Thursday, June 26, 2008
Seeing the Changing World
I wrote this in 2001 in the wake of the 9/11 attacks. The piece never found a home but the attacks and the piece came to mind recently as I watched a preview of M. Night Shyamalan's The Happening. As this is the season for vacations, I thought it might be an appropriate time to see the light.
It's no secret that I believe time off from work spent away from home isn't a vacation unless you have a bike with you. I'm realizing that I just don't believe it's a good idea to travel without a bike. By day I write for a trade publication that covers the electronic security industry. I spend my time interviewing the people you pay to make your home and your business safe. As I write this it is the 24th of September, 2001 and most of America is trying to come to grips with the aftermath of what are now being termed the Sept. 11th attacks. Less than two weeks prior to the attacks I was in New York city for a trade show at the Jacob Javits center. Using one of those great little passes you get from the USCF for travel on United, I loaded up my bike carrier and headed for the city that never sleeps (and trust me, it doesn't).
I had but two specific goals for my bike while in NYC. I wanted to go for a ride with writer J.P. Partland, and I wanted to ride in Central Park, the latter being a quintessentially New York-roadie activity in my imagination.
My Times Square hotel gave me close proximity to the park and I rose early to go spin around the loop. Years of VeloNews reading gave me an appreciation of the course's few features, so when I rounded the loop's north end and hit the road's one real hill—a hill insignificant to racers at 20 mph, but known for breaking big men when hit at 30 miles per hour—I felt like I was walking from the desert into Mecca.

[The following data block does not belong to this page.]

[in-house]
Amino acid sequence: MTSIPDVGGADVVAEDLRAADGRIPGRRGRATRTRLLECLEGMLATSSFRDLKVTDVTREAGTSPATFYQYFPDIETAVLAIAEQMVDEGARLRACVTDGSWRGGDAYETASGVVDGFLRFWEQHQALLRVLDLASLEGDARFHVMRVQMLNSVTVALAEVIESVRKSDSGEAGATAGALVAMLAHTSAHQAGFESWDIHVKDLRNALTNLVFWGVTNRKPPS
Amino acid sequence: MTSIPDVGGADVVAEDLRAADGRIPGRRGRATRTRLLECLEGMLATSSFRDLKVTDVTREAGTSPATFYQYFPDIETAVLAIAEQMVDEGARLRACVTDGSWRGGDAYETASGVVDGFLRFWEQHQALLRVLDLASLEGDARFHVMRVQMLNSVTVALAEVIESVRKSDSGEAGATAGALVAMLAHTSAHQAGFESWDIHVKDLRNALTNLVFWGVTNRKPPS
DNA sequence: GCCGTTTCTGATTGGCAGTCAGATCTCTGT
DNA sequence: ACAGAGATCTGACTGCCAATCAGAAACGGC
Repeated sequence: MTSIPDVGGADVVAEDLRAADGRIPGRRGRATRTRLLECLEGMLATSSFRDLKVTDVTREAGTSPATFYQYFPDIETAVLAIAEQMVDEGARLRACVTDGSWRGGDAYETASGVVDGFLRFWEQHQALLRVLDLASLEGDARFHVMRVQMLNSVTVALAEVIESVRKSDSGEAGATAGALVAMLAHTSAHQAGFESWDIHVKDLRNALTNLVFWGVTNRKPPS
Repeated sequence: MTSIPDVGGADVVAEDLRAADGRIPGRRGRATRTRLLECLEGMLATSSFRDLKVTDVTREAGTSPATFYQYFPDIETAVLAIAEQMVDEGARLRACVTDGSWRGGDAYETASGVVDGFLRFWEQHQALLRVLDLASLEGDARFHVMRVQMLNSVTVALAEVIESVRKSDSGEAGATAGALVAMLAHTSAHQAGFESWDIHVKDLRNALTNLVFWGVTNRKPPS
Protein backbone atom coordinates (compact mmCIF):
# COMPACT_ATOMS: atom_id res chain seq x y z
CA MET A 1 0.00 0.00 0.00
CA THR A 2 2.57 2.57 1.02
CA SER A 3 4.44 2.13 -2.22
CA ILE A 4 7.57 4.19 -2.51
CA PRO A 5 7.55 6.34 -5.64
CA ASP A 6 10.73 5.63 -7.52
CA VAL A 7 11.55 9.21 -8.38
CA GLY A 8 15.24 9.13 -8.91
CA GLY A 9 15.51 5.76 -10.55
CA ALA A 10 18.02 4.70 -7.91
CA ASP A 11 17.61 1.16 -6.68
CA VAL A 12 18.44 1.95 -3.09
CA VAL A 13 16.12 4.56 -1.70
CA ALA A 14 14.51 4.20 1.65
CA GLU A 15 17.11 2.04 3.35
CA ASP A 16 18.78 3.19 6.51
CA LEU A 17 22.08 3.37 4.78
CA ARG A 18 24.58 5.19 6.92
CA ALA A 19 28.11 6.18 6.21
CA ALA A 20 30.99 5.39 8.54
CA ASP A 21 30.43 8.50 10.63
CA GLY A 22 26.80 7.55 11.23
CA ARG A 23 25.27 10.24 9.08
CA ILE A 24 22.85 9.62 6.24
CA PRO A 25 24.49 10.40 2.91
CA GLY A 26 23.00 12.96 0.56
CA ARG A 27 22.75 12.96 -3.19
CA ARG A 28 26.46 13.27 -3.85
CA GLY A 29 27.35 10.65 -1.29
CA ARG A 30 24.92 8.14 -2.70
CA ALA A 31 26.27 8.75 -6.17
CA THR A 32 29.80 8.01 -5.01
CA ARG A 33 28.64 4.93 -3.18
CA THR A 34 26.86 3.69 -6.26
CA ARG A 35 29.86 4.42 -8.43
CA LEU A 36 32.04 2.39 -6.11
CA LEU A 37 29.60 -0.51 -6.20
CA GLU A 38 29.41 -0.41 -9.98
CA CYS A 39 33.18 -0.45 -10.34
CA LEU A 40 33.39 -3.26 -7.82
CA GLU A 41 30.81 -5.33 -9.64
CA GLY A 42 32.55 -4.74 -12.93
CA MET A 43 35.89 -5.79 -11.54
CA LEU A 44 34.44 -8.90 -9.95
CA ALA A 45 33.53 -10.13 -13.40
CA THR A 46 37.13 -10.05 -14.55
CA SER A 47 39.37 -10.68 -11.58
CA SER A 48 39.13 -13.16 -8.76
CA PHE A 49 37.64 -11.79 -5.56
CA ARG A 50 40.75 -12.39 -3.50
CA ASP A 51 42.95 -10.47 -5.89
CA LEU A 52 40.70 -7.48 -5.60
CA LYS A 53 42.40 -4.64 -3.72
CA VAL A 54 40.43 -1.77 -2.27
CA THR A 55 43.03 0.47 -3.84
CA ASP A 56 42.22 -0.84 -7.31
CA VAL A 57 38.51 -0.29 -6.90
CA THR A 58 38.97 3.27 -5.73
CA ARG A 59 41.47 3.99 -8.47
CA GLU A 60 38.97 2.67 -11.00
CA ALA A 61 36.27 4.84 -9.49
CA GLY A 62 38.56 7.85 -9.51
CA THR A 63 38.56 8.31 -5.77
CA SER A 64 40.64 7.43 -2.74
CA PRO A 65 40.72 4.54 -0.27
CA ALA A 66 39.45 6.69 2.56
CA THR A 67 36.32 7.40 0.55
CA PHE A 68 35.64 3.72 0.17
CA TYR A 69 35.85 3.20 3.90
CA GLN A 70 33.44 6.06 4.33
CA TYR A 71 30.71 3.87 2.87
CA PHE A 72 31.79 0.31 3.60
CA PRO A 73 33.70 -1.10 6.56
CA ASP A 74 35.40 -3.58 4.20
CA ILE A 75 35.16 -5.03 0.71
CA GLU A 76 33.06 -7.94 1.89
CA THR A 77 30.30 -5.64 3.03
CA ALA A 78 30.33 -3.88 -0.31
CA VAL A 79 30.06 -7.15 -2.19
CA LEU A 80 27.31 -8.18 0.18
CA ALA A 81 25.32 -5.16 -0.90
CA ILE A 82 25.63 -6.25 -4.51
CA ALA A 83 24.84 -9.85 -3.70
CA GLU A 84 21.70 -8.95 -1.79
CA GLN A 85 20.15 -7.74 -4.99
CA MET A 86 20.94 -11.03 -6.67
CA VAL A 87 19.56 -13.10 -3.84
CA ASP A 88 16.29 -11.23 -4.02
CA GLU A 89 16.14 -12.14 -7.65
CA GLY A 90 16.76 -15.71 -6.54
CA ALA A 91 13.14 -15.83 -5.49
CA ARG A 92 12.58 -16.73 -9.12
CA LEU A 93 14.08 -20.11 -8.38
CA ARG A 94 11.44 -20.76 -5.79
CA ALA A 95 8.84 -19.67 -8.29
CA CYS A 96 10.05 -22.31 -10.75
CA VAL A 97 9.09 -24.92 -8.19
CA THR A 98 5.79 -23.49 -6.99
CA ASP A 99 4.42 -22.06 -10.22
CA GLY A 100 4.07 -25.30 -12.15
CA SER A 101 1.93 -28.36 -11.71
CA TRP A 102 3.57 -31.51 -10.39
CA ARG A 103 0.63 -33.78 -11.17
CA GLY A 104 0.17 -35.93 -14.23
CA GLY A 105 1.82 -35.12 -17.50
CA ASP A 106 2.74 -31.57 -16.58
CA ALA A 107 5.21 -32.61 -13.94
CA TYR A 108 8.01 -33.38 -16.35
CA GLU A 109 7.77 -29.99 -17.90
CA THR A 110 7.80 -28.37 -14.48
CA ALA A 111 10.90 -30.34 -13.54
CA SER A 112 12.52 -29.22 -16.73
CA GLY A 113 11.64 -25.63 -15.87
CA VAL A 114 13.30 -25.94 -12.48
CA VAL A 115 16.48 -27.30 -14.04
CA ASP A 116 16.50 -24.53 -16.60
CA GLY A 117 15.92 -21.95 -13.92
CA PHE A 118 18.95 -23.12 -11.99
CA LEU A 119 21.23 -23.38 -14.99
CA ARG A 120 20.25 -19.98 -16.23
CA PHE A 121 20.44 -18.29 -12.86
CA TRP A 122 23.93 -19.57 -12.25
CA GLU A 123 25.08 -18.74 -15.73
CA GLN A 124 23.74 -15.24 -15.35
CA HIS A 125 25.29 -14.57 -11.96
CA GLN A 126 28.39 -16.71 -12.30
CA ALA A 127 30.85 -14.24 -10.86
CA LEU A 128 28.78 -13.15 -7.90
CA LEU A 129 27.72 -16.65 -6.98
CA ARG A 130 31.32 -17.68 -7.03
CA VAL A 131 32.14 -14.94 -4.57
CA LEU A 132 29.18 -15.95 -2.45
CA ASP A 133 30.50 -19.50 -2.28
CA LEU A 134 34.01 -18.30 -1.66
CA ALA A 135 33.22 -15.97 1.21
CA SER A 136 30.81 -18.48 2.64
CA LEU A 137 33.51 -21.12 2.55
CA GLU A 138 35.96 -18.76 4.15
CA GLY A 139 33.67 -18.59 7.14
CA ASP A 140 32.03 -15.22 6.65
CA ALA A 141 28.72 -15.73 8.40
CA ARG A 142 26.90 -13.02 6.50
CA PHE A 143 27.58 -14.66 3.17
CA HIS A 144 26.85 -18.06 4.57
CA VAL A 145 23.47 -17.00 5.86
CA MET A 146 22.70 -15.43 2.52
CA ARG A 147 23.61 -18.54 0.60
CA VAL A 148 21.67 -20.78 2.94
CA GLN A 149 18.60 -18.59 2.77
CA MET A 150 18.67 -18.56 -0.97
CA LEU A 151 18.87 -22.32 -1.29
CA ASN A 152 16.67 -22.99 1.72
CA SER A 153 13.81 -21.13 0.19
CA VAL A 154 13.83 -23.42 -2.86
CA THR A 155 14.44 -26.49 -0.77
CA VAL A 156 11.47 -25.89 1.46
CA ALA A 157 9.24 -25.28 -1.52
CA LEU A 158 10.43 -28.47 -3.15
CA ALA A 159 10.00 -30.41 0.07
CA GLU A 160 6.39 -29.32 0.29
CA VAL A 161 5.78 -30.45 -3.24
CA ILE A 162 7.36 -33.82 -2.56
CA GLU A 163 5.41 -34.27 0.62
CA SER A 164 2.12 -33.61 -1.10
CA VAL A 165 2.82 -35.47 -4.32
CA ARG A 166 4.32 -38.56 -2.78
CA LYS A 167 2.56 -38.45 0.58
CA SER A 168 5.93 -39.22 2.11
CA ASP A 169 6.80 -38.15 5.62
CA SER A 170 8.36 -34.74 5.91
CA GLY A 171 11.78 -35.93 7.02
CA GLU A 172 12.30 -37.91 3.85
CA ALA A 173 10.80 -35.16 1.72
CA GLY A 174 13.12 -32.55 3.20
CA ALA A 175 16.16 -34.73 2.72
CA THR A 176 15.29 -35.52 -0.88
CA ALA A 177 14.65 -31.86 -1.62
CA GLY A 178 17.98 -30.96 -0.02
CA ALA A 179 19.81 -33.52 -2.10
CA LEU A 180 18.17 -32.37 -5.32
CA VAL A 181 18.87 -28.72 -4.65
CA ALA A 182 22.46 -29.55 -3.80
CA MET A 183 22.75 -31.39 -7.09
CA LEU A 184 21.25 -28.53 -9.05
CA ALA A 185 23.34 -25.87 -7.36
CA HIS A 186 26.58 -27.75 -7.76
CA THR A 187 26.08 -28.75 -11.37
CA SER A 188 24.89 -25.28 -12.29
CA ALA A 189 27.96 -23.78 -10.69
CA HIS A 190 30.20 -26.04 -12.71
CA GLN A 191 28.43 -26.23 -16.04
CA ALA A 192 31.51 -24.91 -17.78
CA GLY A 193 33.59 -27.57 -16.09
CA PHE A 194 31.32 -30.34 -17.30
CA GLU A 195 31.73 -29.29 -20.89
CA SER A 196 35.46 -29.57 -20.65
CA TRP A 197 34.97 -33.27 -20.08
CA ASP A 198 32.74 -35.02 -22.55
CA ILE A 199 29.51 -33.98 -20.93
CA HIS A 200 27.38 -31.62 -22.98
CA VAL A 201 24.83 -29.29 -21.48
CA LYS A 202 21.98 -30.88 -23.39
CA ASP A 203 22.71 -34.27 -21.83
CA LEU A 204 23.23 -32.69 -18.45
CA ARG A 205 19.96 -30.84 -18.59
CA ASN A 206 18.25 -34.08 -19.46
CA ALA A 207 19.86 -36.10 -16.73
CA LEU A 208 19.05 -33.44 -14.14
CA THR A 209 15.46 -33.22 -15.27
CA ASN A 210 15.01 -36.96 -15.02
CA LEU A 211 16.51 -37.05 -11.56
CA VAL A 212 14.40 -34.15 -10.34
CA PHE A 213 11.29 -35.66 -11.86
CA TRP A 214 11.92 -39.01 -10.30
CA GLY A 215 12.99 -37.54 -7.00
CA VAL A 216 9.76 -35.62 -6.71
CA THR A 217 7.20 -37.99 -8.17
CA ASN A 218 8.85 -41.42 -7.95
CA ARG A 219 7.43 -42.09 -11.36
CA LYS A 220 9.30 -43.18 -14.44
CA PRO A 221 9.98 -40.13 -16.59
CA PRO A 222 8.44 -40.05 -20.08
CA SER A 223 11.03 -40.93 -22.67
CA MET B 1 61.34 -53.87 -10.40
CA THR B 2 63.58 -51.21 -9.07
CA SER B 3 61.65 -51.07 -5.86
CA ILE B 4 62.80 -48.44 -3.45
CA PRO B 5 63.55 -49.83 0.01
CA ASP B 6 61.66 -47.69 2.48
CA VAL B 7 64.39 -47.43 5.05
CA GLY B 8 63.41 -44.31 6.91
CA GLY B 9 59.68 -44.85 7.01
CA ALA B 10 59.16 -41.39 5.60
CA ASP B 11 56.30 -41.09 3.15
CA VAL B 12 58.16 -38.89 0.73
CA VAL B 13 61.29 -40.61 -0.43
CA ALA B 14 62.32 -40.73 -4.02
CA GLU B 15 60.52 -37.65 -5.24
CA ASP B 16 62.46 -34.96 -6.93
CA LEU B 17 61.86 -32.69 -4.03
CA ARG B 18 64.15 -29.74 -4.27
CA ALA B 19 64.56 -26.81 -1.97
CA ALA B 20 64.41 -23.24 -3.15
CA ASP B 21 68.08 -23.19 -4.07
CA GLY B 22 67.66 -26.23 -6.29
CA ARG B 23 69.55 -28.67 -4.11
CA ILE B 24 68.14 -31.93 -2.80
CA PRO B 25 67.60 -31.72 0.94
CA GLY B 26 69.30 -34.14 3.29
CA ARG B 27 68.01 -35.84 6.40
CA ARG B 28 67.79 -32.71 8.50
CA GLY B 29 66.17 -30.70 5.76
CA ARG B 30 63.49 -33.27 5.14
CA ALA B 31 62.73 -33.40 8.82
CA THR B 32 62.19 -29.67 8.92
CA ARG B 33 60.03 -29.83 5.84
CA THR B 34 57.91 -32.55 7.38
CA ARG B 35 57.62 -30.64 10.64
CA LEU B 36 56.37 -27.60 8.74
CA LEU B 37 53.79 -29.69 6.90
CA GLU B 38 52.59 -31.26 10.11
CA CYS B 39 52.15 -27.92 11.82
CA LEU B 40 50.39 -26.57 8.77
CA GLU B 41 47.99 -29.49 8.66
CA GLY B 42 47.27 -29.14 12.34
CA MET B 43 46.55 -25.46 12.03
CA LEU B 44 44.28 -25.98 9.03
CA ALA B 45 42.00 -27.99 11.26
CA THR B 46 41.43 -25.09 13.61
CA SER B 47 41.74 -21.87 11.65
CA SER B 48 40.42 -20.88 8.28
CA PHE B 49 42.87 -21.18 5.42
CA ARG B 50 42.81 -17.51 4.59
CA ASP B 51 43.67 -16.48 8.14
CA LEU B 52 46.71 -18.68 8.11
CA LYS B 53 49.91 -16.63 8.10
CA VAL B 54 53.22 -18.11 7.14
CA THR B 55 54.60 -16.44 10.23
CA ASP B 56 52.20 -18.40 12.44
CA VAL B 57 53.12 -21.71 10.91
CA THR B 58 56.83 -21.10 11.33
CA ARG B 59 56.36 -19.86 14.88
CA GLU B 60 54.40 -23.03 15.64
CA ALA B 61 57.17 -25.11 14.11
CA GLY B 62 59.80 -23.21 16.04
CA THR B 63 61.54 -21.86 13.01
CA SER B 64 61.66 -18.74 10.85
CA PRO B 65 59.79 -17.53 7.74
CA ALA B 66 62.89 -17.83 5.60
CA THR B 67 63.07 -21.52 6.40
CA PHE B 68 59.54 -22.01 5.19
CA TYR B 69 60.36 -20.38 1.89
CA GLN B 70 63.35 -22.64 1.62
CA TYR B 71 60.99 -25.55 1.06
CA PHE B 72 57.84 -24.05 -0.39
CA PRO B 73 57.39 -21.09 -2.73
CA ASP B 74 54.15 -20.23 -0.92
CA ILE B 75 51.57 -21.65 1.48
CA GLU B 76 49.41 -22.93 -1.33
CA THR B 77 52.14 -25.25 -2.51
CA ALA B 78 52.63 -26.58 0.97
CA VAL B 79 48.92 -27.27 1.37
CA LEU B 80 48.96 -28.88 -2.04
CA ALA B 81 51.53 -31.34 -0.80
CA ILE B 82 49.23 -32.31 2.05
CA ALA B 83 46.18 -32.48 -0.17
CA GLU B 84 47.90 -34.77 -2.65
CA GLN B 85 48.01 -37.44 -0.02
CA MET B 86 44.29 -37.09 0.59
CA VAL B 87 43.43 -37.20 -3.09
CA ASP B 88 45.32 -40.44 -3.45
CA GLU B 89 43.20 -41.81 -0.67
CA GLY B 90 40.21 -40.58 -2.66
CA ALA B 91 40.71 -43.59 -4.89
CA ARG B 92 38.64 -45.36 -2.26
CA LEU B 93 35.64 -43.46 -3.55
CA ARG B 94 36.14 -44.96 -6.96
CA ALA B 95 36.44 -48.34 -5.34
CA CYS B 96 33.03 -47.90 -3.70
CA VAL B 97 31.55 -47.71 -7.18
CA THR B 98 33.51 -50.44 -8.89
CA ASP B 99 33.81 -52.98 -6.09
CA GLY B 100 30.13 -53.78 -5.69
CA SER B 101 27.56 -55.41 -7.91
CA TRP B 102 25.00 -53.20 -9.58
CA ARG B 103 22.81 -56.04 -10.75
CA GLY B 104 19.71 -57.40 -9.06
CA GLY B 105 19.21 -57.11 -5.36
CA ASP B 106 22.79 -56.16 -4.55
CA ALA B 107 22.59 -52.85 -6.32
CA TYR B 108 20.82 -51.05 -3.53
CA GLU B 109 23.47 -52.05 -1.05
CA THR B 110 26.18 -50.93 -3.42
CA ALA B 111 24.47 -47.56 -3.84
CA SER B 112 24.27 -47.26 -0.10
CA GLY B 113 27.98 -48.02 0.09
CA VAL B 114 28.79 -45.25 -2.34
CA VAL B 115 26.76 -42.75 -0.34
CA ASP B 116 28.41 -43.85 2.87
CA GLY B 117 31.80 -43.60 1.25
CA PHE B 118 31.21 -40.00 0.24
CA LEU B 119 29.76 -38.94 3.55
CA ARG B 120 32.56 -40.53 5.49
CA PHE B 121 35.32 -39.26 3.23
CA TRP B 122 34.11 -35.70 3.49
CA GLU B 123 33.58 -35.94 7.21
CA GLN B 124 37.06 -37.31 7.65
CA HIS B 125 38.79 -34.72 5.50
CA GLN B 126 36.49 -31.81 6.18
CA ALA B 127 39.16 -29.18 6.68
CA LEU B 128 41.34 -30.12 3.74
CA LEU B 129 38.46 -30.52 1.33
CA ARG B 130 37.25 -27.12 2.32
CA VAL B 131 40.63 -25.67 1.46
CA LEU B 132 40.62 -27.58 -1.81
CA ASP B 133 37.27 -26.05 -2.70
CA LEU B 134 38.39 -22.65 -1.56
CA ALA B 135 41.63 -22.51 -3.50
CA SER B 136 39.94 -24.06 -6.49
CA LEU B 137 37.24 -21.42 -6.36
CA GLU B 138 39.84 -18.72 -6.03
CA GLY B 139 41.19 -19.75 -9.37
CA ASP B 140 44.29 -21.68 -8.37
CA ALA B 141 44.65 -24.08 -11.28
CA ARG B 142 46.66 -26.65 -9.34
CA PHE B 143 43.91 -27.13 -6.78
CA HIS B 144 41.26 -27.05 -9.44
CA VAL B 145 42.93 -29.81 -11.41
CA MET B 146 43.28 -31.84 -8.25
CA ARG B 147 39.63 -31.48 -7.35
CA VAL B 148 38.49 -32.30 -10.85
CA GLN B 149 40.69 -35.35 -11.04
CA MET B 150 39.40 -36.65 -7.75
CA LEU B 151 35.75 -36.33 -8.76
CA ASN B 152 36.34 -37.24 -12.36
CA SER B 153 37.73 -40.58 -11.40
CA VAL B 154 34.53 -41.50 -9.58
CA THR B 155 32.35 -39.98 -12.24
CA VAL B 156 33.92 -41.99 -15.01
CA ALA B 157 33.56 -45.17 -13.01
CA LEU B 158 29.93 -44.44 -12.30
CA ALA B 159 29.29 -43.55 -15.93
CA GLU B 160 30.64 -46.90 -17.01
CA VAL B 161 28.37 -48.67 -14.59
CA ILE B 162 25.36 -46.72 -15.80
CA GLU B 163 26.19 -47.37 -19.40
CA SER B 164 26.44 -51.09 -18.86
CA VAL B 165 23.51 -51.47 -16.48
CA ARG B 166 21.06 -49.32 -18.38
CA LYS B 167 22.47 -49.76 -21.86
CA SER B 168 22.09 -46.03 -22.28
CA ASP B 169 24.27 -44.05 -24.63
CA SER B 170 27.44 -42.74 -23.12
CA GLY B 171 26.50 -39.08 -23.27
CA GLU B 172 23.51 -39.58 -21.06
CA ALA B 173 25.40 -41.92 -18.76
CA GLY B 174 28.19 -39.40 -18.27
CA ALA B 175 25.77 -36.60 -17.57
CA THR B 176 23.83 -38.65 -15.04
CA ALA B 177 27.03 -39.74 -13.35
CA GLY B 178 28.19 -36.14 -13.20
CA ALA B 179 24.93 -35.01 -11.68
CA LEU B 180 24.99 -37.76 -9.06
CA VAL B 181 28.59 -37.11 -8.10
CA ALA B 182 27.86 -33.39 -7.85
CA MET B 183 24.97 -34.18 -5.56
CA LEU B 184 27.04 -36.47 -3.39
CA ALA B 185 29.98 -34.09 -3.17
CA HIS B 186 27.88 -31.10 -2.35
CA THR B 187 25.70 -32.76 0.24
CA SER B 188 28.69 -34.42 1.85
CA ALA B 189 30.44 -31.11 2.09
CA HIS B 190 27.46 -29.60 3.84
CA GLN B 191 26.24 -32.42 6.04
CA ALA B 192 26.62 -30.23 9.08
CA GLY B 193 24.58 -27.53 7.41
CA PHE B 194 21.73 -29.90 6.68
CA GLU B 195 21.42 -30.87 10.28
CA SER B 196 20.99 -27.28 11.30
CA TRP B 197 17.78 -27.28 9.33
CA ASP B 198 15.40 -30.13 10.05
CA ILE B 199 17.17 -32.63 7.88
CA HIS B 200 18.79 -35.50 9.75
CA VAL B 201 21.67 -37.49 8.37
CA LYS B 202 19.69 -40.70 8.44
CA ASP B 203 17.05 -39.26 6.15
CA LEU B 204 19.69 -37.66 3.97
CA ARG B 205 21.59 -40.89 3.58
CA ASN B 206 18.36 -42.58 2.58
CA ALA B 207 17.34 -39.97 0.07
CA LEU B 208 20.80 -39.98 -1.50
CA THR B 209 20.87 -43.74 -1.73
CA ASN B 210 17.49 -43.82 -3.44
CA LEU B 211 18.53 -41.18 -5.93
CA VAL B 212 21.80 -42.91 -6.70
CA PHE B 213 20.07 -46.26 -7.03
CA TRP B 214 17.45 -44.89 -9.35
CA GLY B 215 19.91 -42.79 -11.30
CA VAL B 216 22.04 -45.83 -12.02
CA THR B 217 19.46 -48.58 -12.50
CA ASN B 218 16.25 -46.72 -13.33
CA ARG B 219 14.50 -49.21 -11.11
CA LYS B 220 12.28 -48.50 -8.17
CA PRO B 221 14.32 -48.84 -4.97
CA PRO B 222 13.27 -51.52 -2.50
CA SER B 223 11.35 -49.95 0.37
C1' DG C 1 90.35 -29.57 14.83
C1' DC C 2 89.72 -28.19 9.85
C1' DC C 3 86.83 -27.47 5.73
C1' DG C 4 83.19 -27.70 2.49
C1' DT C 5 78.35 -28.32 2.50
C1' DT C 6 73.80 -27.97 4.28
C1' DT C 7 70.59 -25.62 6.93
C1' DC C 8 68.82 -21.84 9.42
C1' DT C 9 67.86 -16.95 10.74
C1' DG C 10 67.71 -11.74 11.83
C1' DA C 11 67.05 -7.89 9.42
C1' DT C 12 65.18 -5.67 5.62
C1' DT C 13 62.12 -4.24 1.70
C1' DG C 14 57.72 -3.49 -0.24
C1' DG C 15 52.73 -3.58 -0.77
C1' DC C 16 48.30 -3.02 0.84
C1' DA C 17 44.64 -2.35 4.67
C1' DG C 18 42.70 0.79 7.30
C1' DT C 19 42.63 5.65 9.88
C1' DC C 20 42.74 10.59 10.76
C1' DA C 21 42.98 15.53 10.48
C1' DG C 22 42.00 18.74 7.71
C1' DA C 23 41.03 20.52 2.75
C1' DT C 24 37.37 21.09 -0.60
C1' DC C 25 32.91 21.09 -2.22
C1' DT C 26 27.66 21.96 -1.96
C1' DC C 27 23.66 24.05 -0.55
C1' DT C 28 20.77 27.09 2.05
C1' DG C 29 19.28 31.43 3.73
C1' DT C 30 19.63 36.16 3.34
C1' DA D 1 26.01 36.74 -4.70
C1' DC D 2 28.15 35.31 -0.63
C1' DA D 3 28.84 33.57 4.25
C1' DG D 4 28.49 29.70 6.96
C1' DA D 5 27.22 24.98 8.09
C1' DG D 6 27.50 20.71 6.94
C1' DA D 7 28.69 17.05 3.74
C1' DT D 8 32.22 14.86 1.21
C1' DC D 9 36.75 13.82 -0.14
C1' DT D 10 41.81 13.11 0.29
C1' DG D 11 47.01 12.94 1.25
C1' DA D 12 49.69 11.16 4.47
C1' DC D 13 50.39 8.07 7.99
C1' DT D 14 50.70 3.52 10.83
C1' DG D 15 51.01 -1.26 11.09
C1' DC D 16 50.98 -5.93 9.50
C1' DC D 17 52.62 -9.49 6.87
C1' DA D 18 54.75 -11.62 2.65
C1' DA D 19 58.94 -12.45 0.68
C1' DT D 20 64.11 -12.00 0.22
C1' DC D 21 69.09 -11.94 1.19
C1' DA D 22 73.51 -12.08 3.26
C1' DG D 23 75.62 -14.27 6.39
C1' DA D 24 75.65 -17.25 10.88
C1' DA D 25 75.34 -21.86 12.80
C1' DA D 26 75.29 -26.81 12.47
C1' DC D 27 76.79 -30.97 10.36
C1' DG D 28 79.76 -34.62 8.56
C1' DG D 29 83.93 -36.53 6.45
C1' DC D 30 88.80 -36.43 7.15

For those of you who remember the name Jackson Lynch, former PR honch for Polo Sports and Trek, and before that an editor for Mountain Biker and Bicycle Guide, he was the one guy on a road bike I saw that morning. You might think that mention to be an aside, but it is part of my point: The bicycle has the ability to make the big world seem small.
After my ride the next day with J.P., I got brave. I decided to take my bike downtown and play in traffic. I figured if I was going to go on record and claim that the best way to see the world was from the seat of a bicycle, I better back it up by riding in a less idyllic setting. I headed straight down Broadway for the financial center. Once, a few years back, a girlfriend completely enamored of America's financial center had driven me through the district late at night. Even at two in the morning it seemed to pulse with an unseen ingenuity.
I rode several loops around the World Trade Center. At the time, the event seemed significant only on a personal level: I was in the presence of one of the world's most significant structures. I knew most of my friends would think me crazy. Maybe not now. On the same ride I made sure to pass the Empire State and Chrysler Buildings. I marveled at each of those landmarks, ever in awe of the New York commerce machine.
Sitting here, those buildings, and the people who worked in them, are present tense for me. The smells of the diesel, the deli I passed, the way my eyes teared at the exhaust, the angle I craned my neck to peer through the shadows cast on everyone below, and the reverberations of the trucks, buses, cars and honking taxis off the surrounding concrete captivated me with its raw energy. I'd leap off the line, dodge the traffic, only to pause for the light and a look at the changing skyline.